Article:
Should you be concerned if your child has a friend that exists only in their imagination? Not at all. In fact, an imaginary friend is a part of normal childhood development. Find out what it means to your child and how you can respond.
At four years of age, your child will have an extremely active imagination and quite often this can extend to having a make-believe friend. It is quite common for children at this stage in their development to have an imaginary companion, so it’s nothing for you to worry about if your little one starts referring to a person or animal that clearly is a figment of their fertile and productive mind.
Why does your child have an imaginary friend?
An imaginary friend can be helping your child in a number of different ways.
- They provide a companion as a playmate
- They allow your child to act out feelings they may be concerned about, such as fear or anger
- They can keep your child ‘safe’ from monsters, shadows, unexplained noises and concerns over new experiences, such as going to the doctor.
- They enable your child to engage in other forms of behaviour vicariously (such as ‘naughty’ behaviour)
- They allow your child to be in charge of another person when nearly every other person they are involved with takes charge of them
- They provide a private world that is just for them – they can control how much information they want to tell others about their friend
- They prepare them for socialising with other children
- They can help children communicate issues to adults. For example, a child who is always telling her imaginary friend that he or she is naughty may feel that their parents think that they are misbehaving.
- They act as a handy scapegoat when the child does something they shouldn’t – the blame for can be placed on their friend.
Are imaginary friends a problem?
Imaginary friends are a part of normal childhood development and shouldn’t cause concern to mums and dads. On the contrary, a youngster with a make-believe friend is most likely a creative and intelligent child. Imaginary companions often exist up until school age, by which time reality has taken over from fantasy and the child is enjoying real-world playmates.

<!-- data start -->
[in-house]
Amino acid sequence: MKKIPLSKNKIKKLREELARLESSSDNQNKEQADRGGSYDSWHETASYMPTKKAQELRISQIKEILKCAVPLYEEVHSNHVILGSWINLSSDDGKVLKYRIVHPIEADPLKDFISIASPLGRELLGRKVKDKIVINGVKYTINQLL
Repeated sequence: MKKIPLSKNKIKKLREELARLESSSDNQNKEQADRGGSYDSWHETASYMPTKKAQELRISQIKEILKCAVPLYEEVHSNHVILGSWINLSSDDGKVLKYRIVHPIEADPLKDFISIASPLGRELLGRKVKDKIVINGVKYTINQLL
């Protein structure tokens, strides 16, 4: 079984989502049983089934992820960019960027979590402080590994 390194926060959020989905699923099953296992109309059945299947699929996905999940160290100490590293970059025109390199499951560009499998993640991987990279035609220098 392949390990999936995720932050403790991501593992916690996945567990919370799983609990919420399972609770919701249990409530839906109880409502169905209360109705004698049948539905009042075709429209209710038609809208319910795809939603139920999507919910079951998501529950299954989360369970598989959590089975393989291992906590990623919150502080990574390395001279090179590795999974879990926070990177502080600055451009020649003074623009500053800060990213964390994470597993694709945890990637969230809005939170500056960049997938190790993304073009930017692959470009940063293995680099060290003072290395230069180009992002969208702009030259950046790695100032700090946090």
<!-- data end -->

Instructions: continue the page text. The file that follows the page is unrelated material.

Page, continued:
Responding to your child’s imaginary friend
Although your child’s friend is imaginary, it’s important to note that there are often real concerns that lie behind some of the behaviour that they are exhibiting that involves the friend. For example, everyday objects around the family home can be a source of anxiety for a child with an active imagination. Faces and frightening shapes can appear in all manner of furnishings, such as wallpaper, curtains or patterned drapes. If your child says that their friend is scared of a particular object or item in the family home, then the chances are that it is they themselves who are afraid of this. If the friend is always getting a telling off, then it may be that the child is having too many rules or punishments. These should be important cues for the parent to help work out if there any issues that need to be resolved.
When your child speaks about their friend, you shouldn’t deny their existence, as it may cause them distress to have the adults in their lives disbelieve them. It won’t cause the imaginary friend to go away, but it may mean that your child becomes more secretive. Instead, when your child brings their imaginary friend into a conversation, ask questions and allow them to take the lead. Don’t be tempted to take over and impose rules on the friend, after all, it is their companion and not yours! Your child may want you to join in with the make-believe play, so you can go along with their plans by getting the friend a drink when asked or help putting him or her to bed in the evening. Your child may, of course, not want you to get too involved and instead wants you to be a part of their world by simply listening and taking an interest in the imagined adventures they have taken part in together.
The one time when parents should take a firm line is when their child tries to manipulate a situation to their advantage. Children sometimes use their imaginary friends to avoid doing something they don’t want to do, such as go to bed, or to escape the consequences of unacceptable behaviour. If your child tells you that their friend says that they can stay up late, tell them that you are their mummy and you decide what time bedtime is, not the friend. If they are being naughty and saying that it’s the friend telling them to behave that way, you should again reiterate that you are the parent and you are not going to tolerate misbehaving despite what the friend is saying.
As your child gets older, real world experiences will become far more interesting and take greater precedence for them over their pretend world, which will offer an ever decreasing amount of stimulation and reward. Gradually the imaginary friend will fade away. It is important to remember that being three or four years old and not yet having all the skills to deal with the real world can be a frightening time. Having an imaginary friend to help your child through this stage in their development is both resourceful and creative.